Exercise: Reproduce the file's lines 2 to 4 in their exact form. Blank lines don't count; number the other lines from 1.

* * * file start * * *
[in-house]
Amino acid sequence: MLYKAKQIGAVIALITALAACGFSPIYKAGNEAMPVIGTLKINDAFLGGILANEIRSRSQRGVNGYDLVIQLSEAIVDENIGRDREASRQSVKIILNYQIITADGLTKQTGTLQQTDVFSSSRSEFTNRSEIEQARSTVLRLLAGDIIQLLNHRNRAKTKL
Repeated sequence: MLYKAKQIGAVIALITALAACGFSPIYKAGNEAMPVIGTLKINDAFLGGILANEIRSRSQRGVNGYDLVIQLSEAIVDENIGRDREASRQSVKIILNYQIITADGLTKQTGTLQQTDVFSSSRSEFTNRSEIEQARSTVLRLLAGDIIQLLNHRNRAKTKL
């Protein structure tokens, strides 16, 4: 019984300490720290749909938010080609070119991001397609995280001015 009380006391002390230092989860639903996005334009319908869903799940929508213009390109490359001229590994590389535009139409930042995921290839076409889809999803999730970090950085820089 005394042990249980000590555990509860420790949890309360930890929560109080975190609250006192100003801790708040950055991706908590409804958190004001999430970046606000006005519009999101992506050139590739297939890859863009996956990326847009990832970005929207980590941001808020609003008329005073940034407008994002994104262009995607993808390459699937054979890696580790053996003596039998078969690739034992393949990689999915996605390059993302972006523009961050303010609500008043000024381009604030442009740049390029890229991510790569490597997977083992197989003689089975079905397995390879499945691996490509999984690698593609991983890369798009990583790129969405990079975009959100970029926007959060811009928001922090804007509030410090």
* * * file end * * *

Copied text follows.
Amino acid sequence: MLYKAKQIGAVIALITALAACGFSPIYKAGNEAMPVIGTLKINDAFLGGILANEIRSRSQRGVNGYDLVIQLSEAIVDENIGRDREASRQSVKIILNYQIITADGLTKQTGTLQQTDVFSSSRSEFTNRSEIEQARSTVLRLLAGDIIQLLNHRNRAKTKL
Repeated sequence: MLYKAKQIGAVIALITALAACGFSPIYKAGNEAMPVIGTLKINDAFLGGILANEIRSRSQRGVNGYDLVIQLSEAIVDENIGRDREASRQSVKIILNYQIITADGLTKQTGTLQQTDVFSSSRSEFTNRSEIEQARSTVLRLLAGDIIQLLNHRNRAKTKL
């Protein structure tokens, strides 16, 4: 019984300490720290749909938010080609070119991001397609995280001015 009380006391002390230092989860639903996005334009319908869903799940929508213009390109490359001229590994590389535009139409930042995921290839076409889809999803999730970090950085820089 005394042990249980000590555990509860420790949890309360930890929560109080975190609250006192100003801790708040950055991706908590409804958190004001999430970046606000006005519009999101992506050139590739297939890859863009996956990326847009990832970005929207980590941001808020609003008329005073940034407008994002994104262009995607993808390459699937054979890696580790053996003596039998078969690739034992393949990689999915996605390059993302972006523009961050303010609500008043000024381009604030442009740049390029890229991510790569490597997977083992197989003689089975079905397995390879499945691996490509999984690698593609991983890369798009990583790129969405990079975009959100970029926007959060811009928001922090804007509030410090």